The Covid-19 crisis has made it even more difficult to get an abortion in Spain

The Covid-19 crisis has made it even more difficult to get an abortion in Spain
(from International Campaign for Safe Abortion, translated from Spanish)

by Marisa Kohan
April 6, 2020

With public health services, a woman has to go through three, even four steps before she can have an abortion, sometimes having to travel far from where she lives. To date, this process has only been changed in Catalonia in response to Covid-19. One of these legally compulsory trips is to collect in person an envelope with information prepared by each autonomous community – known as 'face-to-face information' that contains an explanation of the abortion procedure and other resources in case the woman changes her mind. From that point, she must wait three days (mandatory reflection), before an abortion can be carried out.

For several weeks, various SRHR advocacy groups have been calling on the autonomous provincial governments and central government to reduce the number of trips necessary to access an abortion and thus reduce the risk of Covid-19 infection. They have called for procedures to be carried out electronically, such as the delivery of the envelopes.

On 3 April, Catalonia became the first and only community to eliminate this face-to-face procedure. An order from the Ministry of Health decreed that this information should be delivered electronically. The Association of Accredited Clinics for the Termination of Pregnancy (ACAI), whose clinics remain open, made this same request to the Ministry of Health, but to date have received no response. They also forwarded the request to the Minister of Equality, whose sources affirmed to Público that the "proposals are being studied", and "everything will be coordinated with Health, which is the competent Ministry", but not saying which proposals are on the table.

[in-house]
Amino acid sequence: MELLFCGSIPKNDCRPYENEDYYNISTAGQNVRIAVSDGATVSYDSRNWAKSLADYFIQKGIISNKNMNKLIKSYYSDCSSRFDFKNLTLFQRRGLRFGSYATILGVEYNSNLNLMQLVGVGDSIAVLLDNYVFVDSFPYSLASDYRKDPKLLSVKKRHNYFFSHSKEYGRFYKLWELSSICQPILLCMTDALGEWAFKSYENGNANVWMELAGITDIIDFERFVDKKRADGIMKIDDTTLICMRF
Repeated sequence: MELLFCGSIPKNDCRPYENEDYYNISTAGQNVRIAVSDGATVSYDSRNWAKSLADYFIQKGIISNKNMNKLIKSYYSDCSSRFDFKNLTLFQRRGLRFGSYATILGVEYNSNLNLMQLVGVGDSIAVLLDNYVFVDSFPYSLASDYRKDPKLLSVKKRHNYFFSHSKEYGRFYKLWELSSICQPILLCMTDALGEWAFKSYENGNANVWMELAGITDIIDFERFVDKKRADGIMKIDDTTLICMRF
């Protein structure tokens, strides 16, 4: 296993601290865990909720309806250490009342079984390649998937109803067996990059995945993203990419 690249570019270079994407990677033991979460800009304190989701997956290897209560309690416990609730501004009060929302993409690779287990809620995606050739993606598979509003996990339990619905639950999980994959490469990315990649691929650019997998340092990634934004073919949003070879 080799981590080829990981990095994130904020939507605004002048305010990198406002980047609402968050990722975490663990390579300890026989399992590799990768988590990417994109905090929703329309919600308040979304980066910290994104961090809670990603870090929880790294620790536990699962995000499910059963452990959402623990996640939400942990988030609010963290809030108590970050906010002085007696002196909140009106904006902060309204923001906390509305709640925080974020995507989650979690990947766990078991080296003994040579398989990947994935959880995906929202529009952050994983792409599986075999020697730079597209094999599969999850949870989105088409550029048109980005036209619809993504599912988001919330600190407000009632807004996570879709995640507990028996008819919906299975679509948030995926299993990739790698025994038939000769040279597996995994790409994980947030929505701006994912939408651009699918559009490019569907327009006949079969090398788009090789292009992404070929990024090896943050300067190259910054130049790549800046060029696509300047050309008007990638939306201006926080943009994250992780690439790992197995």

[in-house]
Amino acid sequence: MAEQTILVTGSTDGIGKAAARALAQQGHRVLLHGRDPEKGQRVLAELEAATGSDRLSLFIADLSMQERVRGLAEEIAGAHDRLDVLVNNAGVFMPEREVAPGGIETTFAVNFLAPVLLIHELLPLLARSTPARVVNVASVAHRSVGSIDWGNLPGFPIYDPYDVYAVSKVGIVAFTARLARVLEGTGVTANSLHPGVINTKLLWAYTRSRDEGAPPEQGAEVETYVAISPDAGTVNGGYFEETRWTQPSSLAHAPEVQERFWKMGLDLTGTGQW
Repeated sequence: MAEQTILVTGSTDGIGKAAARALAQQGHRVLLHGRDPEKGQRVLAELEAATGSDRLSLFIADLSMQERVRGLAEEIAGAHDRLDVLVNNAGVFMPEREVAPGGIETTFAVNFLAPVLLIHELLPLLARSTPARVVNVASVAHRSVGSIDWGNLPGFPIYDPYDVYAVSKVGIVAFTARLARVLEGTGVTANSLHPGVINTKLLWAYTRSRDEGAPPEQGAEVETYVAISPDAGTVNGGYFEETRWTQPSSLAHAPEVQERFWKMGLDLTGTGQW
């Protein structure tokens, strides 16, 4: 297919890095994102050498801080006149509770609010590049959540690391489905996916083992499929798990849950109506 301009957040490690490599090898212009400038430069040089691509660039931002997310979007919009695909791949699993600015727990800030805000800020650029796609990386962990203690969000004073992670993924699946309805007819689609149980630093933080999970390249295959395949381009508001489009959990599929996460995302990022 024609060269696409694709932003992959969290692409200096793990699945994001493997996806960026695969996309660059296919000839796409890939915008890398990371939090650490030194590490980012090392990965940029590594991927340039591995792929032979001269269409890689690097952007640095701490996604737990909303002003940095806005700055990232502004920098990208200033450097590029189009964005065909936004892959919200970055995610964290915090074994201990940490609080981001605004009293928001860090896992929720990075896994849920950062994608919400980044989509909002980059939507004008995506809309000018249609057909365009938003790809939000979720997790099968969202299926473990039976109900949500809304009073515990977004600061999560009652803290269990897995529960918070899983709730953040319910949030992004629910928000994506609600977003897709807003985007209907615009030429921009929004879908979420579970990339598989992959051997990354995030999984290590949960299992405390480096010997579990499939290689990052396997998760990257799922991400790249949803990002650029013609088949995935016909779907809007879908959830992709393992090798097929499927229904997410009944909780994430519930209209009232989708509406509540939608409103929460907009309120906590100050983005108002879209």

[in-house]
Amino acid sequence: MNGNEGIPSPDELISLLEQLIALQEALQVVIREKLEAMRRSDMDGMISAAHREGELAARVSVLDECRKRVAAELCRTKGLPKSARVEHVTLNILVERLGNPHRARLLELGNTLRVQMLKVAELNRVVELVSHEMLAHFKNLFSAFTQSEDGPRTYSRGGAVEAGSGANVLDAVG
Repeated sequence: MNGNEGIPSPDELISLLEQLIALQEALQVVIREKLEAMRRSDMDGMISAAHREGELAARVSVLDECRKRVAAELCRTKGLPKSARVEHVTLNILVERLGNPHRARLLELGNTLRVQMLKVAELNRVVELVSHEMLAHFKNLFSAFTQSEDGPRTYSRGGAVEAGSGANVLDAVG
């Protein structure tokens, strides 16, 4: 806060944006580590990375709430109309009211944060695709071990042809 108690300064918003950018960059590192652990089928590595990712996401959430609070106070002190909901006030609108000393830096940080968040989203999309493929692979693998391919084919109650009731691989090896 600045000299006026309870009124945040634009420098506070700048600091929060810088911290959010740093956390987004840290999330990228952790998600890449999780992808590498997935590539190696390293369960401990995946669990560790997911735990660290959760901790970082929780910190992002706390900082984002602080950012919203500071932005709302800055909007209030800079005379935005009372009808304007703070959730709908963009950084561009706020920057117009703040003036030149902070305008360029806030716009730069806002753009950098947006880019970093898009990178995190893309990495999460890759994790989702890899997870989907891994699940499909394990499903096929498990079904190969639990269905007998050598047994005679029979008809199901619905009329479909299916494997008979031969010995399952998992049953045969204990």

"It is paradoxical that during a state of emergency, in which absolutely everything has been regulated and with restrictions on fundamental rights and civil rights, no one has yet tackled this issue," said Silvia Adalvert, spokesperson for the Association of Family Planning of Catalonia and the Balearic Islands. "What we are talking about is how women are at risk right now. When the message is to stay home, we are still asking women to make three visits to three different health centres, in many cases in another province. In the end, abortion remains a right that is not a right."

Migrant women already faced many obstacles, but now some of the health centres they must use have closed, and they are still required to comply with a series of administrative requirements, including to demonstrate they have been in Spain for more than 90 days.

SOURCE (in Spanish): Público, by Marisa Khohan, 7 April 2020 ; PHOTO, by Tomas Bravo, Reuters, 2013